My holidays in Thailand have been some of the best I’ve ever had and I love the country for the food, the incredible hotels and some of the best service in the world. Listed here are eight of the best luxury hotels in Thailand and the most amazing places to stay for incredible service.
I first visited Koh Samui, a beautiful island off the East Coast of Thailand, around eight years ago and I’d still love to go back one day as it’s one of the most stunning islands I’ve ever visited. Beautiful beaches, perfect weather and great night life make Koh Samui one of my top places to visit in Thailand.
With its gorgeous hillside setting and private beach, The Four Seasons Koh Samui is the perfect place to escape the crowds.
Each villa is huge with a deep bath to luxuriate in, your own private pool and a beautiful decking overlooking the Gulf of Siam.
Though you may never want to leave your room, the hotel’s pool is totally dreamy, surrounded by coconut trees and plenty of places to take shade. When I went we loved the Pla Pla restaurant which serves a mostly seafood menu with both Western and Thai options but they’ve since added Koh Kitchen and Bar which serves authentic Thai food. What I love most about luxury hotels is the unique experiences they can offer you and here you can try a private barbecue in your villa, a picnic on a secluded beach, cookery classes and movies under the stars.
If you want to be closer to the action, The Library Hotel is the only five-star place to stay on Chaweng Beach.
I’ve never stayed anywhere quite like The Library, a unique design hotel that is themed around the idea of books for example the restaurant is called The Page and our suite was called The Bookmark. The room was super spacious with a focus on technology and came with its own iMac, smart TV and mood lighting. Central to the all-white, modern minimalist hotel is the library which offers a vast selection of books to peruse or DVDs to borrow.
But perhaps the most intriguing thing is the blood-red pool that provides a stark contrast to the hotel’s white exterior. With mosaic tiles of orange, yellow and deep red, the pool is often cited as one of the most unusual and best pools in the world.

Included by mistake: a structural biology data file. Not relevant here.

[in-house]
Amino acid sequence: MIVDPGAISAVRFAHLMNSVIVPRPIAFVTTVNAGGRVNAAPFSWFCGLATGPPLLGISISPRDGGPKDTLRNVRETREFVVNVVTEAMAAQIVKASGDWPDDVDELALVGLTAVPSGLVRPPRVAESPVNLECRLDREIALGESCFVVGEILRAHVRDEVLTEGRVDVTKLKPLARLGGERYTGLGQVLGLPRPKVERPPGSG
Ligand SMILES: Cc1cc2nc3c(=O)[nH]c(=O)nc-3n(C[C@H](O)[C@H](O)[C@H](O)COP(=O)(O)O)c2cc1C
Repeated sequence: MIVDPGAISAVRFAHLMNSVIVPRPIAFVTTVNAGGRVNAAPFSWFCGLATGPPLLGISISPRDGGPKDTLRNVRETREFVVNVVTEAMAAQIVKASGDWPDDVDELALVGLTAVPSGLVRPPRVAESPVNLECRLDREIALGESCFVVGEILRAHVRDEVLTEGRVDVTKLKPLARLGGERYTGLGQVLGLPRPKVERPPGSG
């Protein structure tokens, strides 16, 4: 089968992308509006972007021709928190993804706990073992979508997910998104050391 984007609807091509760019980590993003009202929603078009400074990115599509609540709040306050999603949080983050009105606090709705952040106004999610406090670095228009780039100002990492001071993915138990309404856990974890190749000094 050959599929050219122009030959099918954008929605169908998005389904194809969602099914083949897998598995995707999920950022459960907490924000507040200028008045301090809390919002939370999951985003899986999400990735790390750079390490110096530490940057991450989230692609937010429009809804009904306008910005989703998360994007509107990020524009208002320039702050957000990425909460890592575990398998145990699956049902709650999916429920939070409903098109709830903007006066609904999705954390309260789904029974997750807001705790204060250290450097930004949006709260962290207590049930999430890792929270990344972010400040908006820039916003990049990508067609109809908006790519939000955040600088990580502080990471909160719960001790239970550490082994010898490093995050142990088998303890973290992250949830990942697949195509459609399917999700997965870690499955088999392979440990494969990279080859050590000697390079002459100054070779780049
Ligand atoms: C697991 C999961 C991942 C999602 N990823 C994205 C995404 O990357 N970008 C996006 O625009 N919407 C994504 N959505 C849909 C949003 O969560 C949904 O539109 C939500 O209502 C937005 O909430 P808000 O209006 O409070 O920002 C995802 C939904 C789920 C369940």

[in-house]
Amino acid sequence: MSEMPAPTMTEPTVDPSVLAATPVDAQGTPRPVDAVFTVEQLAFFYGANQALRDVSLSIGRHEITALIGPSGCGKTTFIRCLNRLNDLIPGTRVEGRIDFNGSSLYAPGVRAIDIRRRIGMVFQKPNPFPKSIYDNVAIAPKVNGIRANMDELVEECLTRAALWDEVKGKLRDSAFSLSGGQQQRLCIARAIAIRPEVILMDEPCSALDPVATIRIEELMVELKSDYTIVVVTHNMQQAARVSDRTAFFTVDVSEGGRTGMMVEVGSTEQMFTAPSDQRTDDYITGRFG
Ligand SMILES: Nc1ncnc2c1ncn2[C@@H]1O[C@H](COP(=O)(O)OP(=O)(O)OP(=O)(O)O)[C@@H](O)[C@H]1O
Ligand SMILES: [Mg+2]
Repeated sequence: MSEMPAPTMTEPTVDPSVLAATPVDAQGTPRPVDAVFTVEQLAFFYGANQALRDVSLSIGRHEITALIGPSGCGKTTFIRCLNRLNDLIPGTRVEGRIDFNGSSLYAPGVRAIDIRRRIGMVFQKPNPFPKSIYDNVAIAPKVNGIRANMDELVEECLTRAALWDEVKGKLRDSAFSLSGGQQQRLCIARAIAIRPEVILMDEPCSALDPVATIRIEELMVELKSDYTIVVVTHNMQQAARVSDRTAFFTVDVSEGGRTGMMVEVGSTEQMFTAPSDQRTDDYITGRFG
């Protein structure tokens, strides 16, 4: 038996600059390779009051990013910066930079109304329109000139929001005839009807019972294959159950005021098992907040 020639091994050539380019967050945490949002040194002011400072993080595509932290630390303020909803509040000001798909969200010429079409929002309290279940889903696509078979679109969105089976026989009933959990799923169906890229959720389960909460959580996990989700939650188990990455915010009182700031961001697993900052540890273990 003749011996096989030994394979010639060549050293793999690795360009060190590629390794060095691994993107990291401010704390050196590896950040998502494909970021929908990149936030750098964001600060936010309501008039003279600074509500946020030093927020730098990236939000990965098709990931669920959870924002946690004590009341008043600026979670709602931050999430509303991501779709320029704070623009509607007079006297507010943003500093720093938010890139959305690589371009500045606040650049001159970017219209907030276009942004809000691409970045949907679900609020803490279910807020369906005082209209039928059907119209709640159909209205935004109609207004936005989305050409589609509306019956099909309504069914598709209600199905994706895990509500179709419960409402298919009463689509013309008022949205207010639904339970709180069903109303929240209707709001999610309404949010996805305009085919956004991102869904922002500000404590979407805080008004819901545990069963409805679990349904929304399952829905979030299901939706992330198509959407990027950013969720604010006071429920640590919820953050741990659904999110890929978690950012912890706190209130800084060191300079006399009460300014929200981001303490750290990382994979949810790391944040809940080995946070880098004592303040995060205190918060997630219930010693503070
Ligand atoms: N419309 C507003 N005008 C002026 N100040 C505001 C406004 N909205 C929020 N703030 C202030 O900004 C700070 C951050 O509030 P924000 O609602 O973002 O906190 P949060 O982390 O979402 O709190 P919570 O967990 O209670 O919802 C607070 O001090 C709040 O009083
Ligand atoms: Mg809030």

Phuket is the largest island in Thailand with another 32 smaller islands off its coast. Unfortunately the island of Phuket has got a bit of a bad reputation for being over run with tourists and slightly devoid of charm; this can be the case if you go into Patong which is the centre of nightlife and really rather seedy. Instead I’d advise choosing a hotel away from the hustle and bustle so that you can still appreciate the beauty that Phuket has to offer without the downside.
Mr S and I still regard Trisara as one of the best beach hotels that we’ve ever stayed in.
Meaning ‘The Garden in The Third Heaven’, Trisara was a simply celestial experience.
The public buildings is made with elegant brick work and dark wood including pretty water features and beautiful gardens throughout.
A beautiful pool, fringed with palm trees overlooks a stunning private beach and you can well and truly escape from any crowds.
We loved the elegant design of our Ocean View Villa and own huge 10 metre private pool which seemed to drift right into the ocean.
The decking area was so big that one night we enjoyed a barbecue poolside with our own private chef, another day we made the most of the restaurant and enjoyed the hotel’s brunch with a bottle of champagne and entertainment from a jazz quartet. In the evenings we tried the delicious food at Trisara Seafood or more casual dining on The Deck. The spa is an unmissable experience, and there’s the opportunity to try a six handed massage with three spa therapists.
If you want to move even further away from the madness of Patong, The Six Senses Yao Noi is located on a small island in Phang Nga Bay between Phuket and Krabi.
We didn’t actually stay at The Six Senses Yao Noi but we went there for lunch whilst on a boat trip around the islands.
I really loved the natural feel of the hotel’s architecture which blends in beautifully with the surroundings and unsurprisingly the hotel is eco-friendly with a dedication to the environment and social responsibility.
We loved our lunch at their all-day dining restaurant The Living Room but there’s also The Dining Room for dinner and the exclusive Hill Top Reserve Restaurant. But we also loved simply visiting their ice cream parlour and walking down to the beach with our cones after lunch. I didn’t actually see the villas, which all have private pools, but the staff were kind enough to give us a tour of the gardens where they grow the vegetables for the restaurant. Other cool experiences offered by the hotel include a secluded island barbecue, visits to nearby James Bond Island and Thai boxing lessons.